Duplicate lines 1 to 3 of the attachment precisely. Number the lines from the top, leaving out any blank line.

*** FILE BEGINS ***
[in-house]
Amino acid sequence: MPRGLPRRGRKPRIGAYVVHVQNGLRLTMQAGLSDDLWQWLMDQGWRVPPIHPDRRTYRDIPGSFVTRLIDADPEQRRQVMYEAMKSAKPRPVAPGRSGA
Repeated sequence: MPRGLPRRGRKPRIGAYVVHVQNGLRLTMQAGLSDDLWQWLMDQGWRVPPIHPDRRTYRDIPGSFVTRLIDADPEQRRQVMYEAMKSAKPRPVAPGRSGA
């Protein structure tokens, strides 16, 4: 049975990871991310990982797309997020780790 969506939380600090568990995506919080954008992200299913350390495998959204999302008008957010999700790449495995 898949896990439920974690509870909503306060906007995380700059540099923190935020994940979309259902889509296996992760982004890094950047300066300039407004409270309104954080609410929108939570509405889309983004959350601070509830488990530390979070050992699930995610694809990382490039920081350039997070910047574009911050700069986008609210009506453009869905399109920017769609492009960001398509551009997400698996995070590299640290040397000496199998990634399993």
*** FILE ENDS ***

[in-house]
Amino acid sequence: MPRGLPRRGRKPRIGAYVVHVQNGLRLTMQAGLSDDLWQWLMDQGWRVPPIHPDRRTYRDIPGSFVTRLIDADPEQRRQVMYEAMKSAKPRPVAPGRSGA
Repeated sequence: MPRGLPRRGRKPRIGAYVVHVQNGLRLTMQAGLSDDLWQWLMDQGWRVPPIHPDRRTYRDIPGSFVTRLIDADPEQRRQVMYEAMKSAKPRPVAPGRSGA